By JOHN CHRISTOFFERSEN, Associated Press
NEW HAVEN, Conn. (AP) — A prosecutor is deciding whether to file criminal charges in the deaths of three girls and their grandparents on Christmas morning in an accidental blaze that authorities say was started after a contractor discarded a bag of fireplace ashes at the tony shoreline home.
The case has been followed closely in part because of the high profile of the girls' mother, fashion advertising executive Madonna Badger, who escaped the fire along with her friend Michael Borcina, a contractor who had been renovating the $1.7 million Victorian home on Long Island Sound.
While investigators say the blaze was clearly accidental, it's not uncommon for people, including family members, to be charged with crimes such as involuntary manslaughter for unintentionally starting deadly fires.
David Cohen, who has been Stamford's top prosecutor for more than a decade, received a report from police investigators last week and has declined to comment on the case. He has worked on other high-profile cases, including a chimpanzee mauling in which he declined to pursue charges against the animal's owner. Attorneys who have worked with him say he won't be swayed by the emotion surrounding the case.
"His decision-making process is never a rush to judgment," said Howard Ehring, a Stamford public defender. "I've heard him say many times we don't want to prosecute an innocent person nor do we want to prosecute someone who is overcharged."
Authorities have said they believe Borcina placed the ashes in or near an entryway, near the trash of the Stamford home.
The fire killed Badger's 7-year-old twins, Grace and Sarah Badger, 9-year-old daughter, Lily, and Badger's parents, Lomer and Pauline Johnson.
It is unusual for police to make arrests in connection with fires started by improperly discarded fireplace ashes, but there have been examples of relatives being held responsible for other fires.
In Columbus, Ohio, a 34-year-old woman was charged this month with involuntary manslaughter for a December apartment fire that killed her two young daughters. Police say the woman was drunk when she left food cooking on a stove that started the fire.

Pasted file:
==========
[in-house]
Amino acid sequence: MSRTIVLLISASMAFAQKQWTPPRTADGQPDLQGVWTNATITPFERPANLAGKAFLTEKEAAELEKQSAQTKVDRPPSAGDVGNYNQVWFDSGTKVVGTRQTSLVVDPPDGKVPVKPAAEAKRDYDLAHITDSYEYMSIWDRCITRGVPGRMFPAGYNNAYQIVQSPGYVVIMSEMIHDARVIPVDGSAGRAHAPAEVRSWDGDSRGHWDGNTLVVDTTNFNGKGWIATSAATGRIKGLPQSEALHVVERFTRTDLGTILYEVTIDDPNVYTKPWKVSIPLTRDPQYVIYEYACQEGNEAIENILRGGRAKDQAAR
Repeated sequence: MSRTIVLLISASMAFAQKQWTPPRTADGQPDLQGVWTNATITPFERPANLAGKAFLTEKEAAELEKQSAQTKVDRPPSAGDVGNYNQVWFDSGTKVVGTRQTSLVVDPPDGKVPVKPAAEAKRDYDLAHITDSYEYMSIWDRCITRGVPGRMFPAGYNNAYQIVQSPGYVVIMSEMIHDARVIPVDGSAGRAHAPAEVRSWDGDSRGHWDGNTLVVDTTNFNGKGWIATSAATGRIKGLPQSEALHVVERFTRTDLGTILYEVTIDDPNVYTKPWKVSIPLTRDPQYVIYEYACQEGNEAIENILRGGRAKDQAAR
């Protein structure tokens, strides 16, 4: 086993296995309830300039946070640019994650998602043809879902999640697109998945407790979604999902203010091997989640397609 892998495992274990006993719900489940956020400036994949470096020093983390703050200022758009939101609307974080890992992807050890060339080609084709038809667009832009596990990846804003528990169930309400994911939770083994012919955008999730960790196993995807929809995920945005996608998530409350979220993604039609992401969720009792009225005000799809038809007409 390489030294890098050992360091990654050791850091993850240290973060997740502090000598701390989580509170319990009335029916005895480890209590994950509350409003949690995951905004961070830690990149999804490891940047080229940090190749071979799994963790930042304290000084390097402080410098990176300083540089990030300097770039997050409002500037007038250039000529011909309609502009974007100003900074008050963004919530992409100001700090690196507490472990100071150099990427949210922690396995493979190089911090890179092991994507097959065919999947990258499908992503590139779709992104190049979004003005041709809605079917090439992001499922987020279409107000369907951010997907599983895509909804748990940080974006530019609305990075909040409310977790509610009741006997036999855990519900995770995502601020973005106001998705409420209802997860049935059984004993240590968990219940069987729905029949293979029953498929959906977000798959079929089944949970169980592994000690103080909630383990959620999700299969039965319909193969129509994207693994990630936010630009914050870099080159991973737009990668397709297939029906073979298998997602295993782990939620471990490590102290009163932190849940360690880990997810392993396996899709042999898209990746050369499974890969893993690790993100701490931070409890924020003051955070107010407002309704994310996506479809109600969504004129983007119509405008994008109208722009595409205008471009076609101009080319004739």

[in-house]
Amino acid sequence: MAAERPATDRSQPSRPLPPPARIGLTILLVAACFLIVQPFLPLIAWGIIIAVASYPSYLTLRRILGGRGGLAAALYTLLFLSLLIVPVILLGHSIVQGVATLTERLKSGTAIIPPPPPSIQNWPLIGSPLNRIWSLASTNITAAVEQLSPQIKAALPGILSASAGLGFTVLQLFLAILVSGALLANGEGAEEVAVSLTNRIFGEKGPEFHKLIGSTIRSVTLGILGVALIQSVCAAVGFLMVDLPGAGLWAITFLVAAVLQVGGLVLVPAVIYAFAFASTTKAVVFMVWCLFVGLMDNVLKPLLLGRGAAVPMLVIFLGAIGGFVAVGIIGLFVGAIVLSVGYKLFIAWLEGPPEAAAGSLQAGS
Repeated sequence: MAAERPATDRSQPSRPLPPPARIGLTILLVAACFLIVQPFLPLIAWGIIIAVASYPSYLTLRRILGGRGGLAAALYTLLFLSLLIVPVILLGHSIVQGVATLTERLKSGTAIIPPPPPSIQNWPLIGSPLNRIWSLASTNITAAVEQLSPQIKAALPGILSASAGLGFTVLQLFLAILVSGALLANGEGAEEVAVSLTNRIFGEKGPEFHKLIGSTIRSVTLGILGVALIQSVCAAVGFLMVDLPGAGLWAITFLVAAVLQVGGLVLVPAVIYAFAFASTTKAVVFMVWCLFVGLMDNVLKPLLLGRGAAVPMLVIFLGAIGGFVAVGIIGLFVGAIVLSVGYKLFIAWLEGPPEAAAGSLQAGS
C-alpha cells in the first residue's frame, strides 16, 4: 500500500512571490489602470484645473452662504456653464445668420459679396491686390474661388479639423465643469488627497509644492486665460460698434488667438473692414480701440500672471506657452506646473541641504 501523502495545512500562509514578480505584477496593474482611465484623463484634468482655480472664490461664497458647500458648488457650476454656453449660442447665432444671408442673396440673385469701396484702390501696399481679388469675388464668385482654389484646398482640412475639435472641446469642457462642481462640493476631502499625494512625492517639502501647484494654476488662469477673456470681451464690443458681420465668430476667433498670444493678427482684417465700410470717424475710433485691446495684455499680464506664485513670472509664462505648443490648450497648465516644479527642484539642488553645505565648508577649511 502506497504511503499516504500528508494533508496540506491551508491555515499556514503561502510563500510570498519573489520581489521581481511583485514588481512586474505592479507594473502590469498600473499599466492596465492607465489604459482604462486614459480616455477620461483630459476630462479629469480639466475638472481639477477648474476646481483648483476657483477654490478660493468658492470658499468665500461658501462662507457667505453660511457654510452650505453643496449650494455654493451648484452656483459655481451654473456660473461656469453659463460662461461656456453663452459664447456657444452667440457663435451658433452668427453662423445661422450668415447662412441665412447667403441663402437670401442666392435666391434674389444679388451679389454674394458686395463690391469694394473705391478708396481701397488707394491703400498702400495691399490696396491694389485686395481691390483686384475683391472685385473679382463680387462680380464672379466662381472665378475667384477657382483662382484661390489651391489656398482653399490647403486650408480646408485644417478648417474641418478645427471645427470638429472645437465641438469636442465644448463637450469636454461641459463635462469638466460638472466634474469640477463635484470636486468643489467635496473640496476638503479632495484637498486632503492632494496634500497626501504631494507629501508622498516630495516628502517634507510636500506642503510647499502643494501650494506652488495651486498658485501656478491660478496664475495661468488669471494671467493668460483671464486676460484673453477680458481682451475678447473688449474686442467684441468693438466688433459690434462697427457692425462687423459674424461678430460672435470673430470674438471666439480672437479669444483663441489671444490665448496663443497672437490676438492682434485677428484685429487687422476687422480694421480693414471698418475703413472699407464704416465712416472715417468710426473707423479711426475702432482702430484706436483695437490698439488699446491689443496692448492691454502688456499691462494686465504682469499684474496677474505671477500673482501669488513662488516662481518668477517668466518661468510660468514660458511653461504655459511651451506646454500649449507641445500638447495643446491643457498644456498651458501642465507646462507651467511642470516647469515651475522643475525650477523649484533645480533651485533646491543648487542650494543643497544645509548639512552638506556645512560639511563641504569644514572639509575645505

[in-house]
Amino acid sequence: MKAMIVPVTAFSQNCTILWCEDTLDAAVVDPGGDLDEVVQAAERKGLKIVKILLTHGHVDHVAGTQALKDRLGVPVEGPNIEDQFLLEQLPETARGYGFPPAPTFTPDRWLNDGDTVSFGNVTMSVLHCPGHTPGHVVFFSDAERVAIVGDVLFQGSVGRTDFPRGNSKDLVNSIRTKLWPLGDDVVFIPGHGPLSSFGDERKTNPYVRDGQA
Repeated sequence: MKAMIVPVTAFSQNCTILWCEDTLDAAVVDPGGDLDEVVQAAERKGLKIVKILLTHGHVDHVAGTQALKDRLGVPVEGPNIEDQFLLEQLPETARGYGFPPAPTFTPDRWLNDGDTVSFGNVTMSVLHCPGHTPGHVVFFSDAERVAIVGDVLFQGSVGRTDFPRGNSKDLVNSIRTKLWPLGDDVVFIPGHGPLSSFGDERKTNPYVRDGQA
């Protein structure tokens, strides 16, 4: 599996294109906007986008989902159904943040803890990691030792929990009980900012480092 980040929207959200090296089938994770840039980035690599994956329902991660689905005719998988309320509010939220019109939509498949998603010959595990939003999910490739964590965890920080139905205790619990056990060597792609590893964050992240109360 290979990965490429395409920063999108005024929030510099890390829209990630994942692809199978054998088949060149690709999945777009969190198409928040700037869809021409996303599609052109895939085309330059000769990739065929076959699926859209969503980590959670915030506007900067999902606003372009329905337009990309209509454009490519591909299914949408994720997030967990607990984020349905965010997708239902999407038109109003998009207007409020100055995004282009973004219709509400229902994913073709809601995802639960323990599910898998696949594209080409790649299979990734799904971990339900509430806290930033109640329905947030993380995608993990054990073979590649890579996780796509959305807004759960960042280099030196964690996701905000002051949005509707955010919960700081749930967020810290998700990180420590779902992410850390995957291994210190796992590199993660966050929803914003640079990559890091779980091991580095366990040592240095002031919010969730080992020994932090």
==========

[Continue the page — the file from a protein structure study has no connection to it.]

In Houston, 22-year-old Jessica Tata is charged with murder for a February 2011 fire at her home day care that killed four children and injured three others. Police say she left a stove burner on and left the children alone in the home while she went shopping. Tata has expressed remorse for the children's deaths.
In December, a 54-year-old woman from Wasilla, Alaska, was indicted by a grand jury on a manslaughter charge for accidentally starting a fire that killed her 6-year-old grandson. Prosecutors say that the fire started in her bedroom, where she had been smoking, and that she had been drinking alcohol.
In Connecticut, police say they haven't made a recommendation about possible criminal charges.
Legal experts say if Cohen decides to prosecute, potential charges could include reckless manslaughter or criminally negligent homicide. A manslaughter charge has a high standard in which authorities must show a person was aware of a substantial risk and disregarded it. For criminally negligent homicide, authorities must only prove that the person should have realized there was a danger, said William Dunlap, a Quinnipiac law professor.
Borcina could face heightened scrutiny because of his background as a contractor and his likely knowledge of the dangers of placing the embers near the house, said Stephan Seegar, a Stamford-based criminal defense attorney.
Borcina's attorney, Gene Riccio, declined to comment.
Badger's attorney, Stan Twardy, said, "I'm confident Mr. Cohen will exercise appropriate judgment in this matter."
The investigation also looked at issues related to the renovation and whether smoke detectors were in the house.
There were plans for hard-wired smoke alarms, but they had not been hooked up, officials have said. It was unclear whether battery-operated akarns were being used.
The state building code requires smoke detectors in new home construction, according to Joseph V. Cassidy, acting state building inspector. It also requires that smoke detectors be added in older homes as part of most residential additions or interior alterations, he said.